OUR GREAT LEADER
“If money isn’t loosened up, this sucker could go down,” President Bush declared Thursday as he watched the $700 billion bailout package fall apart before his eyes, according to one person in the room.
In the Roosevelt Room after the session, the Treasury secretary, Henry M. Paulson Jr. literally bent down on one knee as he pleaded with Nancy Pelosi, the House Speaker, not to “blow it up” by withdrawing her party’s support for the package over what Ms. Pelosi derided as a Republican betrayal.
“I didn’t know you were Catholic,” Ms. Pelosi said, a wry reference to Mr. Paulson’s kneeling, according to someone who observed the exchange. She went on: “It’s not me blowing this up, it’s the Republicans.”
Mr. Paulson sighed. “I know. I know.”
Gangsters in Suits
And so a day which commenced with such optimism, as Our Great Leader met with the leaders of Congress, including the two candidates to take his office, trying to jam through a let’s-have-a-fascist-state “deal” to salvage Wall Street, came to tatters apparently, thanks to none other than stalwart Republicans, who, for a big change, are having none of this big government “socialist” stuff. Mainly in this election season all ears are to the rumbles of the voters, who have it seems made clear that bailing out the red-tie gangster seen above (former Goldman Sachs CEO wallowing in a mere 718 million in pay-offs from them, of course but a tiny bit of the $65 BILLION which Wall Street has issued to its own in “bonuses” in the past 3 years [talk about a heist!]) is not exactly on their wish-list. How this will play out we wait to see in the coming days and weeks: will the Republicans, to whom most if not all the responsibility for this scenario belongs, find themselves totally snookered if the economy completely crashes between now and Nov 4, blamed for not making a deal, for making the mess, for who knows what? Or will somehow the blame-game shift to the Democrats who in my view seem all too eager to embrace this Wall Street bail-out, masked though it might be with a few caveats about golden parachutes and CEO pay levels, and letting The People share ownership of these ravaged companies whose balance sheets are evidently in the negative world (such a deal guys !)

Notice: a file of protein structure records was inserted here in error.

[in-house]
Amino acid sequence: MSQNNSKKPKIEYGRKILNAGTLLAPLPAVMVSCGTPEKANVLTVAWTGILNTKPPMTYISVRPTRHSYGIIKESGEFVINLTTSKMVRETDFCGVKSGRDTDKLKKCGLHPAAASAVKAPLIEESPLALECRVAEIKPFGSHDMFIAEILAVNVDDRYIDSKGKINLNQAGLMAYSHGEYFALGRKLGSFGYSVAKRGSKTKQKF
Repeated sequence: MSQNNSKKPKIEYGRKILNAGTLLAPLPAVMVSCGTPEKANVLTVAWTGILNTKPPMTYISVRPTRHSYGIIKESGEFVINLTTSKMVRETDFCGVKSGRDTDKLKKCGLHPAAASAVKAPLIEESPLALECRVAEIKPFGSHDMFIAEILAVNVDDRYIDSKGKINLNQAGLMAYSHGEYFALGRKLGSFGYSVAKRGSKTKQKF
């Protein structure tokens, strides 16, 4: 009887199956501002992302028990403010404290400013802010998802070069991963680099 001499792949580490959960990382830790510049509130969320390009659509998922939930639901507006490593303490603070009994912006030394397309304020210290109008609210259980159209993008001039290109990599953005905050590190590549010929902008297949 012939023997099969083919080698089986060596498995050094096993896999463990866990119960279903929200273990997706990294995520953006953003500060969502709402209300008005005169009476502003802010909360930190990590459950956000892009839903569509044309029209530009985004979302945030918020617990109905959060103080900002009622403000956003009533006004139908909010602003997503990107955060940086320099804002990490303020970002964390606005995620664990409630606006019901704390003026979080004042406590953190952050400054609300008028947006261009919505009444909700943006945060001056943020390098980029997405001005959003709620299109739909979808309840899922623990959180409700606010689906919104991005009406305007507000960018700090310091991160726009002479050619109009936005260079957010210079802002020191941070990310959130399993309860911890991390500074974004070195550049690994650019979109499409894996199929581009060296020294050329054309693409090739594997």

Anyway at the very least we can say it does make for scintillating reading as this wobbly repeat of history plays out not as tragedy (that’s coming later) but as farce.
Meantime back at the ranch:
Government Seizes WaMu and Sells Some Assets
Now admittedly against the backdrop of the days events this might slip by, a minor blip. But it isn’t, it’s just another sign that “the system” is hollow. WaMu, otherwise known as Washington Mutual, is the biggest Savings & Loan in the country (remember the Keating Five, one of whom is running for President now & that S&L collapse) with (allegedly) 307 billion in assets, though apparently whatever those are they are so um intangible, that Uncle Sam seized it, and promptly sold it to JPMorgan. Hmmm. The government seizes an outfit alleged worth almost half the humongous deal its trying to foist on the taxpayer, and sells the alleged assets to JPMorgan, one of the ever diminishing major banks left on its feet.
Washington Mutual is by far the biggest bank failure in history, eclipsing the 1984 failure of Continental Illinois National Bank and Trust in Chicago, an event that presaged the savings and loan crisis. IndyMac, which was seized by regulators in July, was a tenth the size of WaMu.
Actually this is worse than it sounds, but for detail see this.
And meanwhile, back at the ranch:
China banks told to halt lending to US banks
George, there’s some brush that needs cleaning, and Air Force One is waiting. Better go now before the impeachment hearings start…..
And then this item:
During testimony before the House Budget Committee, Peter R. Orszag — Congress’s top bookkeeper — said the bailout could expose the way companies are stowing toxic assets on their books, leading to greater problems.
“Ironically, the intervention could even trigger additional failures of large institutions, because some institutions may be carrying troubled assets on their books at inflated values,” Orszag said in his testimony. “Establishing clearer prices might reveal those institutions to be insolvent.”
What a great logic, though I guess one to expect from a Congressional office – gee guys, we don’t want to look too hard because, well, then people might see that there’s no there there, like Gertrude said about Oakland. And if the people (whom you serve) knew the god awful truth, it’d make things a lot worse because things are a lot worse. So let’s keep it under wraps.
Or how America ended, not with a bang, but a whimper…